Choice rubbishes Home Harmonizer – no effect and a waste of money

Choice has put a so-called Geoclense Home Harmonizer through a test, and found it to be a waste of money and sure to turn off your friends.

Geoclense is sold as a “Geopathic Stress and Electromagnetic Radiation Harmonizer”. The product, supplied by Victorian company Orgone Effects Australia, is a solid block of green plastic resin with a plug moulded into the back. It has no components or circuitry – it is simply the block and a plug.

When plugged into a powerpoint, it’s claimed to neutralise the effects of what Choice describes as “a startlingly long list of supposedly harmful radiation and radio and electromagnetic frequencies from sources such as Wi-Fi, mobile phone towers, death imprints and negative psychic impressions, solar flares, your home’s smart meter and even your neighbour’s television.

“A single Geoclense Home Harmonizer is even powerful enough to harmonise inter-dimensional imprinting radiation, personal beams and a variety of other made up stuff for up to 12 acres, or for an entire 59-storey building.”

The product promises to neutralise electromagnetic radiation, radio frequencies and cosmic energy. “In our modern world these things are impossible to avoid, but this solid block of plastic promises to bring an end to your suffering,” Choice says.

“Unlike other fake energy harmonisers, which Orgone Effects Australia claim can only create imaginary energy-balancing fields of six metres or less, Geoclense is claimed to harmonise electromagnetic radiation fields and energy imprinting from electrical appliances, wiring and power lines up to 200 metres from your property, and earth magnetic grid lines up to 400 metres away.

“Coincidentally this is how wide a berth your friends will give you once you explain the ‘benefits’ of your expensive new doorstop.”

Choice put the product, which retails for $150, through a series of laboratory tests of the supplier’s claims, including impact on magnets and electromagnetic fields (none), increase in the number of photons (none), increase in oxygen levels (none), and generating negative ions (none).

“We even conducted one of Orgone Effects Australia’s own recommended tests – placing the palm of your hand on a fridge. With Geoclense, the fridge toucher should experience a calming, energising sensation through the body. Our test subjects, despite extensive experience touching fridges, reported no effect.”

Choice adds that it was able to substantiate one of the supplier’s claims, which is that it uses absolutely no power. “Hardly surprising for an inert lump of plastic, but it does beg the question as to why you need to plug it in at all. Perhaps it’s to distract you from the large sum of money you just wasted.”

Geoclense has “the effectiveness of a tin foil hat, but lack’s the hat’s potential for use in food preparation”, Choice says.

Maybe Choice did not realise that Orgone Effects has properly tested its products, all of which “have been field tested and are recommended by Holistic GP’s, Bioresonance Practitioners, Naturopaths, and Kinesiologists worldwide. Using Biological testing methods such as GDV Kirlian Aura Camera, Biotensor, Lecher Antenna and Light Frequency Bioresonance, we are able to test and demonstrate the effectiveness of our products.”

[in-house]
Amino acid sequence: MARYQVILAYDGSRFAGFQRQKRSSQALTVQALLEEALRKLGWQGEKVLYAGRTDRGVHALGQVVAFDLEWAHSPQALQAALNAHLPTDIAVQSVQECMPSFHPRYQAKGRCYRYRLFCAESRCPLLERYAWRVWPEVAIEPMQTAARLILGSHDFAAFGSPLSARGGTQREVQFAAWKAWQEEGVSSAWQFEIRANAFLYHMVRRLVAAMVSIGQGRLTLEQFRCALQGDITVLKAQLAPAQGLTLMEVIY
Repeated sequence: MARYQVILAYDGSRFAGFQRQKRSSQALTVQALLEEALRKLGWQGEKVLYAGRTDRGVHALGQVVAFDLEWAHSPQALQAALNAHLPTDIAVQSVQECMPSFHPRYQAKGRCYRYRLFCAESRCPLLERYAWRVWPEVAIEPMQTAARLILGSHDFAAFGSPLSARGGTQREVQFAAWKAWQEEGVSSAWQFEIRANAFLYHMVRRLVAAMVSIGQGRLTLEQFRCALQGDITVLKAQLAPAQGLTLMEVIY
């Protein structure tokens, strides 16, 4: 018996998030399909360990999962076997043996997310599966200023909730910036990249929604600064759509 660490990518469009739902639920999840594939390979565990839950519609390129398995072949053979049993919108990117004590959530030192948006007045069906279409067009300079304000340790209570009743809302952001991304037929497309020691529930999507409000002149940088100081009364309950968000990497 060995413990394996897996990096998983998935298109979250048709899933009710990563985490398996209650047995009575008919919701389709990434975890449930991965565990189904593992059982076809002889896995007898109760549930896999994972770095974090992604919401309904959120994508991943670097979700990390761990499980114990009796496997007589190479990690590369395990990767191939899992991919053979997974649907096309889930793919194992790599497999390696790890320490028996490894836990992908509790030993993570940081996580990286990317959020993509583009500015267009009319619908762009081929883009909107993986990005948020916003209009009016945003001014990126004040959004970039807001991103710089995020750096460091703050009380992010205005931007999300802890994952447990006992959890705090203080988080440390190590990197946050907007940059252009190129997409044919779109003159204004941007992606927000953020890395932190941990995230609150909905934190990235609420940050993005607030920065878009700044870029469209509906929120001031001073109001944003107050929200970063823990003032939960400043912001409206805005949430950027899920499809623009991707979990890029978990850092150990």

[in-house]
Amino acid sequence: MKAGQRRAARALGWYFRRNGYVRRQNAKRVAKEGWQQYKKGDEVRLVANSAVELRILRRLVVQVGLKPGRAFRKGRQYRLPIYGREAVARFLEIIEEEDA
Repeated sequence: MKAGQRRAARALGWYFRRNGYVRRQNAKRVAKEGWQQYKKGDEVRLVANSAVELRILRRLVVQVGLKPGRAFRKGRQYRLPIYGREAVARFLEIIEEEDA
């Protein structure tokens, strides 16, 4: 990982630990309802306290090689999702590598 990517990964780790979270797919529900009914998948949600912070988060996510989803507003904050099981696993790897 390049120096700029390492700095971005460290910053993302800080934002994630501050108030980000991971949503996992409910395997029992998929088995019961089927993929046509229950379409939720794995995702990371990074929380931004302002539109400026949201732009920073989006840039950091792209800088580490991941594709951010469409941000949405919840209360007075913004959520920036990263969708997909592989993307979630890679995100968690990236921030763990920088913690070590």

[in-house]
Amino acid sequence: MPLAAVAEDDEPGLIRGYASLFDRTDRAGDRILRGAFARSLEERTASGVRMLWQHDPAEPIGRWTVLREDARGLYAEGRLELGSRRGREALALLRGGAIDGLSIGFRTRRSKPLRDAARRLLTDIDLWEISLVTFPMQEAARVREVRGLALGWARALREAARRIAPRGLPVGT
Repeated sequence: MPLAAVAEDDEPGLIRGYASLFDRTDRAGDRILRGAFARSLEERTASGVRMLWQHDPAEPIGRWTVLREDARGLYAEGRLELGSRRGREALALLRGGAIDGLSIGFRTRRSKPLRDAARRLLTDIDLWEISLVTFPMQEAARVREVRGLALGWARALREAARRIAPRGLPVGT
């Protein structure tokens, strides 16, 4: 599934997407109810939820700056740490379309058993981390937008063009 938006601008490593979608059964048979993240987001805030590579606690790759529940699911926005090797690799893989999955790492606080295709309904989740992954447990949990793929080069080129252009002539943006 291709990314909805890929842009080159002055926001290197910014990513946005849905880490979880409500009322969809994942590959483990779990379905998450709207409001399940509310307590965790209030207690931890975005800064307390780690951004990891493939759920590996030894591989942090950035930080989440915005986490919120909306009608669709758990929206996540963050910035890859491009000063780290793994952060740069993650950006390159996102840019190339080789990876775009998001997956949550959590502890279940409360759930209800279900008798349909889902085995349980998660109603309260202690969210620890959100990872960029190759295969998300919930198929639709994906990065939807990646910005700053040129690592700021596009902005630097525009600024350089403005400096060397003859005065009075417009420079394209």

One purchaser on a review site did vouch for the Geoclense’s effectiveness: “The day after plugging it in, I noticed the postman delivered our mail 10 minutes earlier, which is one of few claims not listed by the manufacturer and should definitely be added. It also manages to make money disappear but then, if you bought one, you already know that.”

Orgone Effects’ customer relations

Australian Skeptics has had a number of run-ins with the Geoclense supplier, Orgone Effects.

In 2016, Skeptics’ investigator Richard Saunders had interesting discussions with one of the company reps at a Mind Body Spirit exhibition in Sydney. Even though Saunders was upfront about his role in the Skeptics, they talked openly about their range of products, which include harmonizers for mobile phones and wi-fi radiation, wristwatches, the “Ionic Personal Protection Pendant”, Harmonywear jewellery, ionic shoe inner soles, and an ionic toothbrush. An offer to apply for the Australian Skeptics’ $100,000 prize was also made at this encounter.

In August 2016, Saunders ordered one of the Orgone Effects phone harmonizers, as part of an ongoing investigation into such devices, but when the company management realised who he was, they refunded his money.

However, this sensitivity to negative Skeptical vibes didn’t stop them selling a phone harmonizer to Skeptics executive officer Tim Mendham at the next Mind Body Spirit fair in 2017.

The seller told Mendham that while the harmonizer was supposed to be stuck to the back of the phone, it could also be stuck onto the phone cover, or, in fact, just allowed to slide around the cover without being fixed. The effect would be the same, he said, without any irony.

This is not the first time the subject of Orgone energy has been investigated by Australian Skeptics. In 1986, the late racing car driver Peter Brock was awarded the Bent Spoon for his ill-fated “Energy Polarizer Box” which was also based on Orgone energy. It looks like there may be another Bent Spoon nomination for this mythical energy in 2017.

With this history, and such a damning report from the respected organisation Choice, we cannot help but wonder if at long last the ACCC, Consumer Affairs Victoria (where the company is located) or other state-based consumer affairs departments might also take a keen interest in the products and claims of Orgone Effects Australia.

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